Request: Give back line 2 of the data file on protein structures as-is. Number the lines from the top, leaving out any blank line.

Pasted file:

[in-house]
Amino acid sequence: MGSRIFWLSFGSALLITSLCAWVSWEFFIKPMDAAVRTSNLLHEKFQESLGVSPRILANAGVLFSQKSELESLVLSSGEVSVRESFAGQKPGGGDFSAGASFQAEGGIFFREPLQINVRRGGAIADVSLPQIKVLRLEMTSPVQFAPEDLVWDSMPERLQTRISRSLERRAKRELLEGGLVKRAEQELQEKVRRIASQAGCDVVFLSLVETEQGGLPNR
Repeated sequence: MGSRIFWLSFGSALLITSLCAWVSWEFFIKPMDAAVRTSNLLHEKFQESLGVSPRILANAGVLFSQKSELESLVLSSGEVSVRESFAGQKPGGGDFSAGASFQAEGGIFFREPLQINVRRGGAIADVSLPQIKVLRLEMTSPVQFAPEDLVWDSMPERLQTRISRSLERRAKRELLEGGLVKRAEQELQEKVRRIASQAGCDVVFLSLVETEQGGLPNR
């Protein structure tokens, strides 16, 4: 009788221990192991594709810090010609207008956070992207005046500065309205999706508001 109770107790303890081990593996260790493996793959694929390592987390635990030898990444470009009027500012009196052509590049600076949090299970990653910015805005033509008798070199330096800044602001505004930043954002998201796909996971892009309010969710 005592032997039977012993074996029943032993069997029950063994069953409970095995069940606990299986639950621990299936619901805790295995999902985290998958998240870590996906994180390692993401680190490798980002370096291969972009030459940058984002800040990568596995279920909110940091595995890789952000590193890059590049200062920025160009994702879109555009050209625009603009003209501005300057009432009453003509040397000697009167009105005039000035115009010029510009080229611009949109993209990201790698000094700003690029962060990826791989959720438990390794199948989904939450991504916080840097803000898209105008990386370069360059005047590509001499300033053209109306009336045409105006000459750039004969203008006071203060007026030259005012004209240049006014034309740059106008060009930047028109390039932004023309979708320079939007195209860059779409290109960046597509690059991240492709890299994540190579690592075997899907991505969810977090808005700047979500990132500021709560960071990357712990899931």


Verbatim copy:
Amino acid sequence: MGSRIFWLSFGSALLITSLCAWVSWEFFIKPMDAAVRTSNLLHEKFQESLGVSPRILANAGVLFSQKSELESLVLSSGEVSVRESFAGQKPGGGDFSAGASFQAEGGIFFREPLQINVRRGGAIADVSLPQIKVLRLEMTSPVQFAPEDLVWDSMPERLQTRISRSLERRAKRELLEGGLVKRAEQELQEKVRRIASQAGCDVVFLSLVETEQGGLPNR